David said...

Yuck! He drank his own urine a couple times on the show (carried it around in a snake skin until he was ready to drink it one of those times). I'm convinced that that was just hype for the show. I've never advised anyone to drink urine, and all of my survival instructors and mentors specifically advised against it, due to the fact that it will actually dehydrate you and put you in a worse spot than you were in to begin with. Kind of like drinking sea water. Seems like a good idea at the time, but...

Can't forget about the law of diminishing returns. There are almost always better ways to get water.

Replace hormones by drinking urine? Hmmm... Maybe? BUT, there are also mothers (human ones!) who eat their own placentas for the same reason. Maybe it works, but WHO CARES? There are better ways to get those things, like bio-identical hormone creams, for instance. WAY more civilized than eating your own organ. LOL

Dr. B G said...

Don't worry, if we were ever in a survival situation, the LAST thing we would do is drink our own urine! I'm glad you clarified the lack of value. When yogi's do it, they probably have access to free water. That's so funny regarding placenta. I asked to see it with my second child's birth. It is SO COOL. For some reason, I had a strong desire to take it home with me! (Not to eat). Postpartum depression does however occur in many women... Maybe they should eat their placenta??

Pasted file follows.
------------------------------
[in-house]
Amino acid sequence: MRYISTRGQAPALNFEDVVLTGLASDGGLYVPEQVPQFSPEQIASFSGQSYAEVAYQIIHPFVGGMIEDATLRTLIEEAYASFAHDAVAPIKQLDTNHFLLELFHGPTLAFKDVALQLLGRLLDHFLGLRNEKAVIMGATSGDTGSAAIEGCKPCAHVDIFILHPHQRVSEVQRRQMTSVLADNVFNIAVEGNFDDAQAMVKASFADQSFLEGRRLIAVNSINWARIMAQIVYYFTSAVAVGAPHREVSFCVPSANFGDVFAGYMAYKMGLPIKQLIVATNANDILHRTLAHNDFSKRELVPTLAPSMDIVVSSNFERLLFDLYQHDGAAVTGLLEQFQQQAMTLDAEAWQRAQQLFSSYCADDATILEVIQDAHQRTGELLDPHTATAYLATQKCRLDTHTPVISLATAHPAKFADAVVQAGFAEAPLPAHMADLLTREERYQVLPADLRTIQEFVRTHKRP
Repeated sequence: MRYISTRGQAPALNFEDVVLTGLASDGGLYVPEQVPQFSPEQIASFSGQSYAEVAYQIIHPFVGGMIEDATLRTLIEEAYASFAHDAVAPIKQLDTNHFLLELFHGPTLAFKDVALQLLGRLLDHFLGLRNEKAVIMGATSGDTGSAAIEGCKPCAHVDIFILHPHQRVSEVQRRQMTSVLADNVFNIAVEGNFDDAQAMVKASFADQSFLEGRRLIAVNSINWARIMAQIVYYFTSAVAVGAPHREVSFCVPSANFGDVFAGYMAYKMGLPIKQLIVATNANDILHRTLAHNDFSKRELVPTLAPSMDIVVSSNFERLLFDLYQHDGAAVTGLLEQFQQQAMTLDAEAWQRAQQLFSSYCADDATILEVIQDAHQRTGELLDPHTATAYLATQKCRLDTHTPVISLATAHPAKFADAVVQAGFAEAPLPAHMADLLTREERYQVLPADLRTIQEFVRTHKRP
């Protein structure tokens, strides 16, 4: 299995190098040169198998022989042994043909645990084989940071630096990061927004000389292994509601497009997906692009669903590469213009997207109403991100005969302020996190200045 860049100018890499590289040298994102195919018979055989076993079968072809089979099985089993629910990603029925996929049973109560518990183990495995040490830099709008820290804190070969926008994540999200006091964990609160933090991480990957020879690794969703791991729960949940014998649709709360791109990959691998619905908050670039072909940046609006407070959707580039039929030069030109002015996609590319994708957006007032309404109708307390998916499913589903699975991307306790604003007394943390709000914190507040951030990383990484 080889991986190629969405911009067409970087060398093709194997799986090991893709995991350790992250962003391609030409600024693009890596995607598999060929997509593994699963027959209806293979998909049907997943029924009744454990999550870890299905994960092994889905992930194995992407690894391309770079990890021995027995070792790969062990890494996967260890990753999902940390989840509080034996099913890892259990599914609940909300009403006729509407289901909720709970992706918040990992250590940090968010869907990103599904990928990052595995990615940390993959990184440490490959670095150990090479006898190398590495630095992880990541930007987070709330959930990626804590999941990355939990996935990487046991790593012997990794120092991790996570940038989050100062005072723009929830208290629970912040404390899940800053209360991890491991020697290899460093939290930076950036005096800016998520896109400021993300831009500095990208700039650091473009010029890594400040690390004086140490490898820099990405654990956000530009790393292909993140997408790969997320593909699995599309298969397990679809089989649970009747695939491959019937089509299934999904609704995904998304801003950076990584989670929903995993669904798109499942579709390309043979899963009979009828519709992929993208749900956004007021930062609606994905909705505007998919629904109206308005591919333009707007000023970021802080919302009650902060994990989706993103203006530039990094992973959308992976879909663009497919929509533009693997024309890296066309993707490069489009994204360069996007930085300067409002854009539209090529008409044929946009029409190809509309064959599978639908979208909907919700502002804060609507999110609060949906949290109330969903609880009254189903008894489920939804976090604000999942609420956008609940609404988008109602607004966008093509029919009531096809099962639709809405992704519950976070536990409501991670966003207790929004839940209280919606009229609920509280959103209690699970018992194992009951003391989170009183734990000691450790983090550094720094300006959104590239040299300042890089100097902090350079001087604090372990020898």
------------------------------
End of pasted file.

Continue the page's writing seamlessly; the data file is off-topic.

Progesterone cures it but it is NOT standard medicine at this time (SSRIs are -- which is stupid, and affects babies via lactation).
-G

David said...

This discussion has taken an interesting turn. lol

That's funny you should mention eating the placenta for postpartum depression, because that's actually a growing practice -- especially in alternative healing and "home birth" people. Supposedly it stops postpartum depression and is good at stopping hemorrhaging as well.

Some women bring the placenta home and bury it. I hear of this stuff all the time because my wife is really big on home birth research, and she relays this info to me. She would never do it, and I don't think there's true evidence that it works, but some women swear by it, so maybe there's some value. Some even dry it an put it into capsules!!

Animals, such as dogs, eat their placentas (grew up raising puppies, so I saw a lot of this), but this is probably more due to the fact that they need immediate nutrition and can't leave the pups to get it, need a clean nesting area, etc. Humans can get nutrition elsewhere, can clean up messes, etc., and of course have the option of targeting their nutritional needs from other sources.

But...to each his own, right?

Oh yeah, and you can find recipes online. YUM. No joke.

Dr. B G said...

Mmmm...yum.

*haa* I think I've seen on TV, momma cats eating the placenta while cleaning up the kittens. Just as we're all into 'paleo' eating, living, movement, etc I guess it makes sense even childbirth and midwifery science might head in the paleo direction as well!

Don't worry David, doesn't sound like dads need to eat the placenta...